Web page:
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COVID-19 Vulnerability Varies Across Atlantic Canada’s Communities

Date: February 24, 2021

New report reveals how differences in industry and demographic factors may shape the recovery for geographic regions in Atlantic Canada.

For Immediate Release

February 24, 2021 

HALIFAX – Travel-related, customer-facing and commodity-based industries are among the most negatively affected by COVID-19. Rural areas are typically more vulnerable to these economic impacts because of their greater dependence on these industries. This is one of the main findings from a new report released today by the Atlantic Provinces Economic Council (APEC). The report was commissioned by the Atlantic Chamber of Commerce (ACC) and examines the industry and economic vulnerability of all 47 counties and divisions in Atlantic Canada.

“The recovery path for each community will be different due to variations in their industry structure,” says Patrick Brannon, lead author and Director of Major Projects. “Governments should consider the distinctive aspects of urban and rural areas in their plans to support the recovery of all regions.”

The Atlantic Industry Vulnerability Index used in this report measures the share of the labour force in industries that have been most adversely impacted by COVID-19. Prince Edward Island (36%) and Newfoundland and Labrador (35%) have larger shares of high-risk industries than the rest of the region. At the county level there are large differences, with the industry vulnerability index ranging from 18% to 53%.

For each county, the report also examines indicators of its health vulnerability to COVID-19, its labour force exposure to demographic groups that have had the highest rates of job loss, and structural characteristics that may influence its longer-term recovery.

“Greater understanding of the unique impacts to each community by creating county vulnerability profiles will identify what is needed for recovery and help inform governments about the delivery of support,” say Sheri Somerville, CEO, Atlantic Chamber of Commerce. “This was a critical undertaking for us. Our trusted partners at APEC have delivered a vital resource for businesses, communities, economic development agencies, and governments as Atlantic Canadians work to rebuild the post-pandemic economy.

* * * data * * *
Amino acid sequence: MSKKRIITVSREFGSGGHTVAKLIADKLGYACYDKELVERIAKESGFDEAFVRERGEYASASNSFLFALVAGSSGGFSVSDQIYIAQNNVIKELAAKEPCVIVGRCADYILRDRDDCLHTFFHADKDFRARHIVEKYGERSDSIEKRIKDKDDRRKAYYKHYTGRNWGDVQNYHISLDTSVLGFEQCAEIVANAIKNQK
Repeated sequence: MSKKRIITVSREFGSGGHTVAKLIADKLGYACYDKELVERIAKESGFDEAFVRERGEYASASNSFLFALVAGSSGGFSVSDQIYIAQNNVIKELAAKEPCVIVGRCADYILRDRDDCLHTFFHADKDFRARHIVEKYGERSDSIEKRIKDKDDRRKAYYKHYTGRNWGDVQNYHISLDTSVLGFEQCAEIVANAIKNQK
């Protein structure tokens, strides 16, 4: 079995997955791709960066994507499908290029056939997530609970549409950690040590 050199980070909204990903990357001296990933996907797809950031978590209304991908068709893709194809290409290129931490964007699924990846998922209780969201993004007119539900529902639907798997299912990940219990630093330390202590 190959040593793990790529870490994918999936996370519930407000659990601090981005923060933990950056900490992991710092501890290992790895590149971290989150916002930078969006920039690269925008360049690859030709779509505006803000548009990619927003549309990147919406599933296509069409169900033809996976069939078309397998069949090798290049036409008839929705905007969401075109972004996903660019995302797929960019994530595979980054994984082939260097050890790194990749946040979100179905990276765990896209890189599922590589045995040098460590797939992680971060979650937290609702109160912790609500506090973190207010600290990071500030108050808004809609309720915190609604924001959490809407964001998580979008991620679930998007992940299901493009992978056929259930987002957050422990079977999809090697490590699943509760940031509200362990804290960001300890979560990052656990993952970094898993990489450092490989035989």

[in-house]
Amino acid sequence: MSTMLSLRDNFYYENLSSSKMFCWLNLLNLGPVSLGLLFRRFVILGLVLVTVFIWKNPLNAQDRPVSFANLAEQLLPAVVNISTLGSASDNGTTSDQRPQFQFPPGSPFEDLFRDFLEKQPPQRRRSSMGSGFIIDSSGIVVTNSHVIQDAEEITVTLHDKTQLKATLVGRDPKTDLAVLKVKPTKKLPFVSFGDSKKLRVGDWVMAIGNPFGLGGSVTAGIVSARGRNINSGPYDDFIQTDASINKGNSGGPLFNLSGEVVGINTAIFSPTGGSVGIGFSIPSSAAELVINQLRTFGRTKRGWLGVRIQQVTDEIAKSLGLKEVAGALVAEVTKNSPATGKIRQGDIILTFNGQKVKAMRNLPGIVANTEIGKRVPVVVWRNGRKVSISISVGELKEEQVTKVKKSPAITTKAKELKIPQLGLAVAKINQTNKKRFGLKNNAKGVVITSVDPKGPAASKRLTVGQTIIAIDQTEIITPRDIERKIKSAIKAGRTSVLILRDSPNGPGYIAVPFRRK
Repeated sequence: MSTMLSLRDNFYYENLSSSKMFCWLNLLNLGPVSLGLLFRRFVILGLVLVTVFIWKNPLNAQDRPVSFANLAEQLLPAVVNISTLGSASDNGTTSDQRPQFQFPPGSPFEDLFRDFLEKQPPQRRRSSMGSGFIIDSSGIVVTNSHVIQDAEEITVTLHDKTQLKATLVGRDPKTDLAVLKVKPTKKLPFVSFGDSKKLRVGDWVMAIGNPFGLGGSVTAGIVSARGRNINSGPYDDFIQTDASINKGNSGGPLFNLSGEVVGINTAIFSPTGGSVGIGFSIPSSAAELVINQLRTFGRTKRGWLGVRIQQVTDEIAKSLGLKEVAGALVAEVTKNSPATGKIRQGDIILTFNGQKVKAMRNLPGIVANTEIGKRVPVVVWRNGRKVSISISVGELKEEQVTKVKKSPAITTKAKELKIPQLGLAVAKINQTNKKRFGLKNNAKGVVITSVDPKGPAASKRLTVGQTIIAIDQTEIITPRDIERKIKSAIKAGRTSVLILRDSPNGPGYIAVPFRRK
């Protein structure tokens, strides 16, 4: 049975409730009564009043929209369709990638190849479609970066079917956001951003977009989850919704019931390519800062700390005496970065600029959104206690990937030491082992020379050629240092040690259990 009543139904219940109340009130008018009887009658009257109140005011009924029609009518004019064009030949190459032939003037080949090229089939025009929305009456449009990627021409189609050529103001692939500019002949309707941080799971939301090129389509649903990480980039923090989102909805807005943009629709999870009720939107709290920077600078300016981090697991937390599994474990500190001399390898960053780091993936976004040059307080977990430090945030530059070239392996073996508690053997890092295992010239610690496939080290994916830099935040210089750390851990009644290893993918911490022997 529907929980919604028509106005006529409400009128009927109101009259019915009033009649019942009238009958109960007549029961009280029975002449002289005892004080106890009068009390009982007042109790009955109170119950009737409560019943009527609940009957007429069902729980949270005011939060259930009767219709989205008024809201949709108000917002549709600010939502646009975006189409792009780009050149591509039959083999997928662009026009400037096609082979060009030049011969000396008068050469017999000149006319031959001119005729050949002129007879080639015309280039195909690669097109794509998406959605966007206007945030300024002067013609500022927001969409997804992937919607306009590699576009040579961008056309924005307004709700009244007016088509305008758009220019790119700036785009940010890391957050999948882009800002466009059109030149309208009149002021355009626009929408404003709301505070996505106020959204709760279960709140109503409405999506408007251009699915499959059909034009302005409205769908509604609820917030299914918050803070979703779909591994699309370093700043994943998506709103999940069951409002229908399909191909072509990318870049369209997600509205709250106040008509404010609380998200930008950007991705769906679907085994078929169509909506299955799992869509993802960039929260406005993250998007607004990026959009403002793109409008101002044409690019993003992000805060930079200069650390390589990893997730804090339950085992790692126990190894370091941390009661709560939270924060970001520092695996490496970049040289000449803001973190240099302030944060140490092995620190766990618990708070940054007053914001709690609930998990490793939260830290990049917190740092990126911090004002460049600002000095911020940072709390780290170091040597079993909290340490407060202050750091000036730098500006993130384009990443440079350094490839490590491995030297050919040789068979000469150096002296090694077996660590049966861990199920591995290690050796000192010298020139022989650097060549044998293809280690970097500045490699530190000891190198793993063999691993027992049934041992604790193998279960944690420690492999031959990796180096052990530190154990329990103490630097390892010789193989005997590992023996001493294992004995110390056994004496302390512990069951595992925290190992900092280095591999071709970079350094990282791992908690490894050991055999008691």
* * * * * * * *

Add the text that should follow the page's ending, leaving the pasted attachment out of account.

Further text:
As APEC’s recent Looking Ahead report on urban and rural dynamics emphasized, rural communities will need immigration to help meet their future labour force needs and to sustain their economic output. “Atlantic migration trends have improved considerably over the last five years,” says Brannon. “It remains to be seen whether this will continue post-pandemic.”

This report contains dashboards and comparative tables for all 47 counties and divisions in Atlantic Canada, identifying key variables that measure their vulnerability to COVID-19. It is intended to help communities develop informed strategies to support their recovery.

Please click here for a copy of the full report, additional links to individual sections, or individual profiles.

To schedule an interview with report author, Patrick Brannon, APEC, please contact: 

Erica Parrill 
Communications Manager, APEC 
Email: erica.parrill@apec-econ.ca
Mobile: 902-877-2159


To speak with Sheri Somerville, CEO, Atlantic Chamber of Commerce, please contact: 
Patti Colson
Communications Manager, ACC
E-mail:patti@atlanticchamber.ca
Mobile: 902.694.2210

This report was commissioned by: 

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